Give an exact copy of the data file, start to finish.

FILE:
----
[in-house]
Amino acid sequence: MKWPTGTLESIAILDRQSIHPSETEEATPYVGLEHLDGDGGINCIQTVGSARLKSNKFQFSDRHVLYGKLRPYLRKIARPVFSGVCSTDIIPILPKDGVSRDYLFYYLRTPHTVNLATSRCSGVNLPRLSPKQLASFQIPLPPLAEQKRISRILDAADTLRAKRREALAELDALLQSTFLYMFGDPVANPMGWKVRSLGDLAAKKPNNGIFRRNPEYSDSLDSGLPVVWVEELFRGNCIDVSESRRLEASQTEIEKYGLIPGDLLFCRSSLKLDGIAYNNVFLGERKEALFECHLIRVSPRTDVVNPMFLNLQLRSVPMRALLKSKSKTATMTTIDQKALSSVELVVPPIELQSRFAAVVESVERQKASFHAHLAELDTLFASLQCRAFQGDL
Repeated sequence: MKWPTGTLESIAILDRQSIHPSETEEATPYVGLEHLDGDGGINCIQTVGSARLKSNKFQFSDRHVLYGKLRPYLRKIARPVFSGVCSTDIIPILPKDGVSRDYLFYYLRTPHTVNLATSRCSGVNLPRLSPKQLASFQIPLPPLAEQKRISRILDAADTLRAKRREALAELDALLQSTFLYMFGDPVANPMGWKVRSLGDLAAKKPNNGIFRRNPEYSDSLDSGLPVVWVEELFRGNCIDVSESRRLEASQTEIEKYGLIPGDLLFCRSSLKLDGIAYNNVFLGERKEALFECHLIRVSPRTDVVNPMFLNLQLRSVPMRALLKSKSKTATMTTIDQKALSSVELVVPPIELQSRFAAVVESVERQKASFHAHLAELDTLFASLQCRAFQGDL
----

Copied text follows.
[in-house]
Amino acid sequence: MKWPTGTLESIAILDRQSIHPSETEEATPYVGLEHLDGDGGINCIQTVGSARLKSNKFQFSDRHVLYGKLRPYLRKIARPVFSGVCSTDIIPILPKDGVSRDYLFYYLRTPHTVNLATSRCSGVNLPRLSPKQLASFQIPLPPLAEQKRISRILDAADTLRAKRREALAELDALLQSTFLYMFGDPVANPMGWKVRSLGDLAAKKPNNGIFRRNPEYSDSLDSGLPVVWVEELFRGNCIDVSESRRLEASQTEIEKYGLIPGDLLFCRSSLKLDGIAYNNVFLGERKEALFECHLIRVSPRTDVVNPMFLNLQLRSVPMRALLKSKSKTATMTTIDQKALSSVELVVPPIELQSRFAAVVESVERQKASFHAHLAELDTLFASLQCRAFQGDL
Repeated sequence: MKWPTGTLESIAILDRQSIHPSETEEATPYVGLEHLDGDGGINCIQTVGSARLKSNKFQFSDRHVLYGKLRPYLRKIARPVFSGVCSTDIIPILPKDGVSRDYLFYYLRTPHTVNLATSRCSGVNLPRLSPKQLASFQIPLPPLAEQKRISRILDAADTLRAKRREALAELDALLQSTFLYMFGDPVANPMGWKVRSLGDLAAKKPNNGIFRRNPEYSDSLDSGLPVVWVEELFRGNCIDVSESRRLEASQTEIEKYGLIPGDLLFCRSSLKLDGIAYNNVFLGERKEALFECHLIRVSPRTDVVNPMFLNLQLRSVPMRALLKSKSKTATMTTIDQKALSSVELVVPPIELQSRFAAVVESVERQKASFHAHLAELDTLFASLQCRAFQGDL